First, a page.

I woke up really really (really!) wanting lemon bars. It’s almost summer, and it’s the perfect time for a bright citrus dessert! I actually have been thinking about lemon bars since I decided to start writing this blog and made a list of recipes I wanted to share. Lemon bars were at the top of a very long list.
Creamy, sweet, with a fresh lemon taste and just a hint of tartness on a rich, buttery shortbread crust.. (uhhh..excuse me while I grab another lemon bar…)
About 2 years ago, I worked at a bakery that had the most amazing lemon bars I’ve ever had! Granted, it was the first lemon bar I’ve ever had. For some reason, I always thought they were sour and sickly sweet at the same time (sort of like the lemon filling from a bucket I’ve seen in grocery store cakes and pastries) which is why I avoided them. Thankfully (and unfortunately at the same time) that first ever lemon bar I tasted was the one to compare others to.
The filling itself was a perfect balance of sweet and tart, with a great shortbread crust. It was sooo good! Like the almond croissants, these lemon bars (and individual pineapple upside down cakes – post on this to follow soon! I promise!) were one of the things repeatedly requested for me to take home from the bakery by my family.
I have no idea what was in that lemon bar recipe and I (naively) thought that all lemon bars tasted the same. Boy was I wrong! I have tried lemon bars every time I see it offered at a bakery or cafe and each time I’m sorely disappointed. Some were way too tart, some too sweet, and there was even a lemon bar that was so gelatinous I couldn’t even bring myself to take a second bite. With all those lemon bars I’ve had (purchased or made) not one has even come close to that first one. (Wow I sound like a lemon bar snob… damn the high expectation that first lemon bar set)!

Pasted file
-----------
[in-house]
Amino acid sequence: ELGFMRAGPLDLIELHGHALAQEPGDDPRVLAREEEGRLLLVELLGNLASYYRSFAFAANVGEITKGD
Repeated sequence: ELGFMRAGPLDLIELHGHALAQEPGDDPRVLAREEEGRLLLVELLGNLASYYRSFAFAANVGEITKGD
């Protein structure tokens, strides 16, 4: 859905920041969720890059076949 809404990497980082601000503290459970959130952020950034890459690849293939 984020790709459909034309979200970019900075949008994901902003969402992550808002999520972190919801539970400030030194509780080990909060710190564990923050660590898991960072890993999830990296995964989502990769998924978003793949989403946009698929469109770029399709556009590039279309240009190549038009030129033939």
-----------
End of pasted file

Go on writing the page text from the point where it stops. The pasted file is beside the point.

Well Aileen, you silly goose, just go back to the bakery and buy those lemon bars you love and maybe you can even ask nicely for the recipe! And I would have, except that bakery with the to-die-for lemon bars closed its doors over a year ago.
Which is why I’ve been on a mission to find the lemon bar recipe of my dreams. I’ve figured out the crust part, but the filling was never just right…
Little did I know that the filling recipe I’ve been hunting for was right under my nose (or rather in our cookbook collection) for years! I thought I would find a recipe in the Bouchon Bakery Cookbook by Thomas Keller and Sebastien Rouxel (affiliate link) when I first bought it (great baking technique book by the way!). There were lemon tarts, lemon curd, and other lemon desserts, but no lemon bars. I never thought to look to it’s sister cookbook Ad Hoc at Home (affiliate link) also by Thomas Keller, but there it was, on page 304, between the brownies and the pecan-walnut bars.
I just knew this recipe had to be good. I mean it is by Thomas Keller after all. That being said, because it is by the renowned chef, I also expected it to be uber complicated (as many of his recipes seem, at least to me) and I imagined it calling for 5 different types of lemon with multi-step techniques, and it was, to some degree, but thankfully only for the crust (which I wasn’t planning on using).
Don’t get me wrong, I bet his recipe for the crust is delicious, but I’m a busy mom of two little ones and in order for me to keep making these (which I fully intend to do now!) I need a much more streamlined recipe. Besides, I already had a crust recipe I was really happy with. It was the filling that I was searching for, remember?
Now, if you are a lemonhead looking for the tart, extremely citrus experience, you’re probably not going to find it in this recipe. This is more of a milder lemon flavor (due to the ratio of lemon to egg) without being eggy or overly sweet. To me this strikes a perfect balance.
This lemon bar is placed in the freezer to set, unlike other bars that are baked a second time. Because of that, they need to stay frozen or refrigerated until ready to serve. They don’t do well at room temperature for very long and there’s no way to stack them unless they are frozen. (Which I do frequently – I just cut them up after they’re frozen, arrange and stack them in an airtight container with wax paper in between).
However, because they are frozen, it adds another layer of deliciousness to the lemon bars. They are best straight out of the freezer (which is the only way I eat them now!) Just imagine a creamy lemon gelato and lemon bar rolled into one…. yummy and unexpected right?
The twist (haha.. pun intended) to this lemon bar is that you can serve it with traditional powdered sugar, or if you’re feeling fancy or just want a reason to use your kitchen blowtorch, top it with meringue (recipe also included) and torch it (I love any reason to bring out my creme brûlée torch and fire it up! Anyone need me to light a candle?).